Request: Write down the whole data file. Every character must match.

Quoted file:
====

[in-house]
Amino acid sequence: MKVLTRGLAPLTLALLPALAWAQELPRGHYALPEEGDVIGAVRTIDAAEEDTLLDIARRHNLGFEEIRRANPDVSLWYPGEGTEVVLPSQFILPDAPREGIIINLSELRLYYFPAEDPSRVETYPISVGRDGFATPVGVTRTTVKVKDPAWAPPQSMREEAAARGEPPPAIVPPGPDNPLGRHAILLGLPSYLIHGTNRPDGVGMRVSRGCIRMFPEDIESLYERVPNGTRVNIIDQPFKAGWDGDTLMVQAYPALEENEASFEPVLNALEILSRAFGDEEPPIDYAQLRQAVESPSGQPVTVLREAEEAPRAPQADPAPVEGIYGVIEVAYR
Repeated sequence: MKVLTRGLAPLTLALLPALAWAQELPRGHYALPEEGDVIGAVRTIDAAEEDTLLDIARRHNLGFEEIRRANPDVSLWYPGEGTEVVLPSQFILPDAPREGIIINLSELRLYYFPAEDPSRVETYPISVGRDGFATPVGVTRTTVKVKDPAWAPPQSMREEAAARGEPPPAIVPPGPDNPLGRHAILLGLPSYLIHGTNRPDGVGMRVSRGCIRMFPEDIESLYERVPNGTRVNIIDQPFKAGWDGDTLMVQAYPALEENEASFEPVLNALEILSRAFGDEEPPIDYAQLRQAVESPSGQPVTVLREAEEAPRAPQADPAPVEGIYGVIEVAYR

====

[in-house]
Amino acid sequence: MKVLTRGLAPLTLALLPALAWAQELPRGHYALPEEGDVIGAVRTIDAAEEDTLLDIARRHNLGFEEIRRANPDVSLWYPGEGTEVVLPSQFILPDAPREGIIINLSELRLYYFPAEDPSRVETYPISVGRDGFATPVGVTRTTVKVKDPAWAPPQSMREEAAARGEPPPAIVPPGPDNPLGRHAILLGLPSYLIHGTNRPDGVGMRVSRGCIRMFPEDIESLYERVPNGTRVNIIDQPFKAGWDGDTLMVQAYPALEENEASFEPVLNALEILSRAFGDEEPPIDYAQLRQAVESPSGQPVTVLREAEEAPRAPQADPAPVEGIYGVIEVAYR
Repeated sequence: MKVLTRGLAPLTLALLPALAWAQELPRGHYALPEEGDVIGAVRTIDAAEEDTLLDIARRHNLGFEEIRRANPDVSLWYPGEGTEVVLPSQFILPDAPREGIIINLSELRLYYFPAEDPSRVETYPISVGRDGFATPVGVTRTTVKVKDPAWAPPQSMREEAAARGEPPPAIVPPGPDNPLGRHAILLGLPSYLIHGTNRPDGVGMRVSRGCIRMFPEDIESLYERVPNGTRVNIIDQPFKAGWDGDTLMVQAYPALEENEASFEPVLNALEILSRAFGDEEPPIDYAQLRQAVESPSGQPVTVLREAEEAPRAPQADPAPVEGIYGVIEVAYR